The Salina Journal from Salina, Kansas on May 14, 1995 · Page 54
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The Salina Journal from Salina, Kansas · Page 54

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Salina, Kansas
Issue Date:
Sunday, May 14, 1995
Page:
Page 54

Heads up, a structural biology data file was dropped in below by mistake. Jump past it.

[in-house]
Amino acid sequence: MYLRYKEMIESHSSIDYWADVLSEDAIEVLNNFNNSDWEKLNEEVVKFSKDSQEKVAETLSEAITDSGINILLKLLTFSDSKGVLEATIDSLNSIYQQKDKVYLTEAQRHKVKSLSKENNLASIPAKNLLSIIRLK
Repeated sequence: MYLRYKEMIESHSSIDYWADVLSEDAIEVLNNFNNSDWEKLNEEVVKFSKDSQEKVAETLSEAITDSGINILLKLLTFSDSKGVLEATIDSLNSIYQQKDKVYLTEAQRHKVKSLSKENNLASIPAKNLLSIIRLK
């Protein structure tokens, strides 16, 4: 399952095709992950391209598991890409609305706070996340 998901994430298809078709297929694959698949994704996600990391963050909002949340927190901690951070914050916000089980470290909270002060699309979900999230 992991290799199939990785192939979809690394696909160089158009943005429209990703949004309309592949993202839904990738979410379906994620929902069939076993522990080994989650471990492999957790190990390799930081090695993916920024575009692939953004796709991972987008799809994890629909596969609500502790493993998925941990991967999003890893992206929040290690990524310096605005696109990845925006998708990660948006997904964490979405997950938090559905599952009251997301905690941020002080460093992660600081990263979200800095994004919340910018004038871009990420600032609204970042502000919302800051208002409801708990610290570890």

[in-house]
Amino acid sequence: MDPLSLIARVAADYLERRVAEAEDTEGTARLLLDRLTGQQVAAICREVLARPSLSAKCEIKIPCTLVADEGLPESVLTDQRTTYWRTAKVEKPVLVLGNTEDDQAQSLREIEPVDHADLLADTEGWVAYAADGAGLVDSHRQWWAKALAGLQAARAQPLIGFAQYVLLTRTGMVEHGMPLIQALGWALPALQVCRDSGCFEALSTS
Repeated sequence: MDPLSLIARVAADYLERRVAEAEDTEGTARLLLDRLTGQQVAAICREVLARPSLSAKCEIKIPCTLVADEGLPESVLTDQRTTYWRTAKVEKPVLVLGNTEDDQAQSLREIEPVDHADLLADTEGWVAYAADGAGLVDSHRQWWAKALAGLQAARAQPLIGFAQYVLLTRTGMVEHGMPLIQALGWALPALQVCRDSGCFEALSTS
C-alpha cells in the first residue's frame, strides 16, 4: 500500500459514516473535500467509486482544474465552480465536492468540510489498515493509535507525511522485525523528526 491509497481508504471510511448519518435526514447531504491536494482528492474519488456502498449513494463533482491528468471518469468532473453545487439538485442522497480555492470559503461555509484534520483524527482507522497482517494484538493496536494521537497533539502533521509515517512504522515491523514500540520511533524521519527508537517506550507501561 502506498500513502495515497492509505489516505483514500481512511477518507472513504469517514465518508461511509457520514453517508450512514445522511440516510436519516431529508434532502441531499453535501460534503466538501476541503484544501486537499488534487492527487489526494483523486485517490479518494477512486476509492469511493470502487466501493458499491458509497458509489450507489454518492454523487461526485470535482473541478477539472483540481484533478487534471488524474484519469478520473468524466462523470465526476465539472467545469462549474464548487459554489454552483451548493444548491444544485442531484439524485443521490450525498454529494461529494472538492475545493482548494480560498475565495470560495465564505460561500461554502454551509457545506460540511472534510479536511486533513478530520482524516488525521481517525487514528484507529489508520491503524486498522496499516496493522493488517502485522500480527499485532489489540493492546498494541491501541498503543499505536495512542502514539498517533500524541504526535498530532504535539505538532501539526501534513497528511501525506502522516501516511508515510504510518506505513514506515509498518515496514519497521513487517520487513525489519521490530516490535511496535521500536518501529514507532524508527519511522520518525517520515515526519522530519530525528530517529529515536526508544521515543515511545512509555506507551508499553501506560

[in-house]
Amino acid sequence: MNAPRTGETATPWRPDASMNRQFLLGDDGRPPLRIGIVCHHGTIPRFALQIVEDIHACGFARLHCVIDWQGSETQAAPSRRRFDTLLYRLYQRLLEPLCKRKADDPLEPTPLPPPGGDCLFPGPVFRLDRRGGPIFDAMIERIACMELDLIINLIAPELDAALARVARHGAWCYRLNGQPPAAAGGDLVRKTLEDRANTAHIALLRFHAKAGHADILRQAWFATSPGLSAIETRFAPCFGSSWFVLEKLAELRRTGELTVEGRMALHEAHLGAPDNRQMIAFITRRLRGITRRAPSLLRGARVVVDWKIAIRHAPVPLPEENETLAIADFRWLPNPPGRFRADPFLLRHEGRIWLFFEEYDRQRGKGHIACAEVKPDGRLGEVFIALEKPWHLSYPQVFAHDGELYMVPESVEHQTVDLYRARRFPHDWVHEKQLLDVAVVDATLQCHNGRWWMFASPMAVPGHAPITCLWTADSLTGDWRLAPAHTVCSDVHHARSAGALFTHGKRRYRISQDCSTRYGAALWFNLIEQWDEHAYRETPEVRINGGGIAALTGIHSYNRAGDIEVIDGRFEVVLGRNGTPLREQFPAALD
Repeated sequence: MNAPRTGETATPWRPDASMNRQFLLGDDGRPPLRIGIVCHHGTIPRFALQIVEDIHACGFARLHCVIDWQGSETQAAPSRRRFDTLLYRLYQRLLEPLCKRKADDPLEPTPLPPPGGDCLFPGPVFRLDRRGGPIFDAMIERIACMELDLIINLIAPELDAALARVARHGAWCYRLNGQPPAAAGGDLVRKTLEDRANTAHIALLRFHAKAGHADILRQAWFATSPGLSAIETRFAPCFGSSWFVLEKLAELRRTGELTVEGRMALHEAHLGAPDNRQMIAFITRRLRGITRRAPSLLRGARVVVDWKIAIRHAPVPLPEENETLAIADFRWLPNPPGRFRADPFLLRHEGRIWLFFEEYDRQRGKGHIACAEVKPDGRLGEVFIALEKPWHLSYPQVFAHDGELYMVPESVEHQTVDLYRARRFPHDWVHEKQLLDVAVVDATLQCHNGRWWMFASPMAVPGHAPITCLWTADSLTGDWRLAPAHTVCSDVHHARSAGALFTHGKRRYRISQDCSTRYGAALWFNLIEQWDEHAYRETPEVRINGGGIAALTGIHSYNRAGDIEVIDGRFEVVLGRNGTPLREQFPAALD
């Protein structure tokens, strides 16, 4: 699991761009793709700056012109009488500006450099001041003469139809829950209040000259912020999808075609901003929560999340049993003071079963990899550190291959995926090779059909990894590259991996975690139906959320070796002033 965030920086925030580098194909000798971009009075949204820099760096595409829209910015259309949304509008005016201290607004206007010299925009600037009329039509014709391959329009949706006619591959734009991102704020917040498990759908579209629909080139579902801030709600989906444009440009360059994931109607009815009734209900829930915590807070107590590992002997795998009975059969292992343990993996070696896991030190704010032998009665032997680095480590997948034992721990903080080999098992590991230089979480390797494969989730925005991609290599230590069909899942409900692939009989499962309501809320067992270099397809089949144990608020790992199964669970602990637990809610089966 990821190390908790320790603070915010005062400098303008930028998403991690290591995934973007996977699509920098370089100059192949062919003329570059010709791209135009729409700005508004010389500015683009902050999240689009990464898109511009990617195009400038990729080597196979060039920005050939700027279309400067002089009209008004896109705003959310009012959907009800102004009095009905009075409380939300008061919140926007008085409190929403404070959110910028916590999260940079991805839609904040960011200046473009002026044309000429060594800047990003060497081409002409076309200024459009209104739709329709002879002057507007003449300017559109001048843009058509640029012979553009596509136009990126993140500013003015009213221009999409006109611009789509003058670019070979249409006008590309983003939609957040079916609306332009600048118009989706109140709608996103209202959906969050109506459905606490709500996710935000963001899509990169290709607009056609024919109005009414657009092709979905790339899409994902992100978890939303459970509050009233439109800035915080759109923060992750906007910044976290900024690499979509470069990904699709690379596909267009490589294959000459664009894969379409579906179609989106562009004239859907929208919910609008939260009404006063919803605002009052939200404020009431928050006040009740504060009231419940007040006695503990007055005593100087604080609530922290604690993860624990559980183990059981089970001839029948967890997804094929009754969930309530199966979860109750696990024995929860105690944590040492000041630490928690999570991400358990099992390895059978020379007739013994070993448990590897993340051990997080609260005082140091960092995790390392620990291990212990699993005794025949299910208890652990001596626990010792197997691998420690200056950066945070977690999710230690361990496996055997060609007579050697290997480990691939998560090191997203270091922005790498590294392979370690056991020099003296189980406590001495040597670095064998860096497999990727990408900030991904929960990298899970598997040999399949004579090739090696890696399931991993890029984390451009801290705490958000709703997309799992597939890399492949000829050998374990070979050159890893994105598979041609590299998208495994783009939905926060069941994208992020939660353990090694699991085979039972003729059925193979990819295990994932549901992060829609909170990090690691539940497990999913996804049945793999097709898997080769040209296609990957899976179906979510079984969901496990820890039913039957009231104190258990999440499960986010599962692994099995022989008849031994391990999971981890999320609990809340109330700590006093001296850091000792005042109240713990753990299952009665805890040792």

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A Thousand Concerts Ago, I Had Cancer. Julie Parcells, Cancer Patient "The violin is my life, and playing with the Baltimore Symphony Orchestra is a dream come true. "So when my life— my dream— was threatened by breast cancer, I set out to attack it with the same intensity I bring to my music. I searched for a hospital with a more human environment, open to new ways of treating cancer, like fractionated-dose chemotherapy, in my case. "A place that treats the person, not just the cancer. "A place that uses nutrition to strengthen the immune system, encourages patients to get personally involved. Some place that could give me the stamina to keep playing. "I found Cancer Treatment Centers of America™. They did the rest. And for the last five years, every check-up has been the same. 'No sign of cancer.' "Needless to say, I have treasured every concert since, a thousand times over." If you or someone you love has cancer, find out how Cancer Treatment Centers of America™ can help. Call today. OF AMERICA 1-800-234-2402 Because cancer varies with the individual, treatment and effectiveness also vary. No case is typical and no results guaranteed. The meaning of 'Gump' I want to comment on two stories that appeared in your March 31- April 2 issue. First, I enjoyed the cover story on novelist Robert James Waller, who is an average person with an extraordinary talent for making a plain story come alive with feeling and heart ("Literary outlaw"). Critics have never known what the public wants to read in books or see in theaters. They are so busy analyzing and picking everything apart that they are unable to recognize a story that will touch someone's heart. Secondly, I want to say "hooray" for Winston Groom, author of Forrest Gump, the book that turned into an Oscar-sweeping movie ("Get off my Gump!"). He has received little acknowledgment for his creation of an unforgettable character, and he is correct in chastising those who want to politicize Forrest, who is, after all, a work of fiction. KIM JACOBSEN Caquille, Ore. For those intent on casting Gump as conservative or liberal: It seems Americans are always reading symbolism and hidden meanings into things. Sometimes a cigar is just a cigar. Lighten up! STEVE BROTEN Los Angeles Forrest Gump is a great movie in that it emphasizes moral virtues like honesty, dignity and decency, all of which are conspicuously absent in contemporary America. However, it does give a wrong message by implying that a person of low IQ can achieve fabulous riches and fame just by being morally upright. This doesn't jibe with reality, considering the variety of skills needed to just barely survive in this complex society. Contrary to Mr. Groom's views, young people with impressionable minds are influenced by the messages movies convey. A movie is not "just a story." PRADEEP K. SRIVASTAVA Detroit Write to "Letters," USA WEEKEND, 1000 Wilson Blvd., Arlington, Va. 22229-0012. Please include a daytime telephone number. Or fax a letter to: 703-276-5518. Letters may be edited for clarity or space, d 14 USA WEBKHND • May 12-1-), 1WS

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